A day after listening to Ray Kurzweil at Learning Without Frontiers 2012 I had the immense pleasure of listening to Martin Rees at the same conference. As Lord Puttnam said in his introductory remarks, Martin Rees is one of the most remarkable men, not just in the UK, but in the world. (You can hear some of what Lord Rees covered by checking out his TED talk.)
The focus of Rees’ talk was on science teaching and science education (since the conference was about the future of learning), but he commented on Kurzweil’s talk of the previous day. Rees pointed out that one of the corollaries of an exponentially increasing level of technology is that individuals will soon have access to technologies that could destroy civilisation. If the world is a village, what happens if the village idiots get their hands on biological weapons that could wipe us all out? We might never get the chance to see whether Kurzweil’s Singularity will happen.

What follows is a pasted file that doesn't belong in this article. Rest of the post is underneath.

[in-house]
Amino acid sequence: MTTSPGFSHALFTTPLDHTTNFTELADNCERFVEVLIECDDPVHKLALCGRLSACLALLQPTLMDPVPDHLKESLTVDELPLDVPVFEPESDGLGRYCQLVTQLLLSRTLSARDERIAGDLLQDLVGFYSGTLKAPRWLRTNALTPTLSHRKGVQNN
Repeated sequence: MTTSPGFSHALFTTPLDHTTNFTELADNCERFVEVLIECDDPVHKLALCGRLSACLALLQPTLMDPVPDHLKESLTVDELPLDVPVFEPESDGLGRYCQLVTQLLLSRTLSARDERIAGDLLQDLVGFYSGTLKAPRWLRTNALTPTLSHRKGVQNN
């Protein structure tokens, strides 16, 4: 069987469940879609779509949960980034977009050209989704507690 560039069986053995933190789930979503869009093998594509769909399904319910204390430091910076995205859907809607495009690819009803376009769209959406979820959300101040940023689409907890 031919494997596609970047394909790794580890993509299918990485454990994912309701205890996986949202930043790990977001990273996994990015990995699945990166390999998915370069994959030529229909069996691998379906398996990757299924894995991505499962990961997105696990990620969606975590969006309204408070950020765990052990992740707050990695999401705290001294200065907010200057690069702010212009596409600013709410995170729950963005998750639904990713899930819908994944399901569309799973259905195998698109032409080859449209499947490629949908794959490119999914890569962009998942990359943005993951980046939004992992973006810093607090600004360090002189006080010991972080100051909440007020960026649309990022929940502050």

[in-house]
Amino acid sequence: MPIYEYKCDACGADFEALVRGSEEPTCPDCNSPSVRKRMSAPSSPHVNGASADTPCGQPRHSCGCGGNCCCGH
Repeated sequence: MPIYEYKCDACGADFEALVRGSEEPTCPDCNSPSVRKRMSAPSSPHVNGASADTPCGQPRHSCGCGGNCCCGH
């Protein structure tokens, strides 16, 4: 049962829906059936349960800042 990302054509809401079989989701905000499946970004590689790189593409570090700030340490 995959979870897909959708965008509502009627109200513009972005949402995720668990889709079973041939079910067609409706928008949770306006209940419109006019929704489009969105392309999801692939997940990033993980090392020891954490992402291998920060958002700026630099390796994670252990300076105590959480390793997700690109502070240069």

Again, I don’t see these Doomsday scenarios as being a satisfying solution to the Fermi paradox. But it’s a depressing thought that such scenarios might cause one particular technological species, namely us, from making our presence felt in the universe.